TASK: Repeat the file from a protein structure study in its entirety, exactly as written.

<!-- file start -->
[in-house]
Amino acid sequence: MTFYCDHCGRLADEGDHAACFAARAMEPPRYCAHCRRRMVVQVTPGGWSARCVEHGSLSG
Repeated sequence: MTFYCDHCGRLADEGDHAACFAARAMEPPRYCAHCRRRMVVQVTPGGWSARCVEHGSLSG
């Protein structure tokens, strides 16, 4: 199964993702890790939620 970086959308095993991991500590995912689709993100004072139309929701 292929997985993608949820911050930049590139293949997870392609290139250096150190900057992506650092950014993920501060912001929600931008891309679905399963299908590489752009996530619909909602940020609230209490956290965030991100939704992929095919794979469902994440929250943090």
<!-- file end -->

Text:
[in-house]
Amino acid sequence: MTFYCDHCGRLADEGDHAACFAARAMEPPRYCAHCRRRMVVQVTPGGWSARCVEHGSLSG
Repeated sequence: MTFYCDHCGRLADEGDHAACFAARAMEPPRYCAHCRRRMVVQVTPGGWSARCVEHGSLSG
């Protein structure tokens, strides 16, 4: 199964993702890790939620 970086959308095993991991500590995912689709993100004072139309929701 292929997985993608949820911050930049590139293949997870392609290139250096150190900057992506650092950014993920501060912001929600931008891309679905399963299908590489752009996530619909909602940020609230209490956290965030991100939704992929095919794979469902994440929250943090």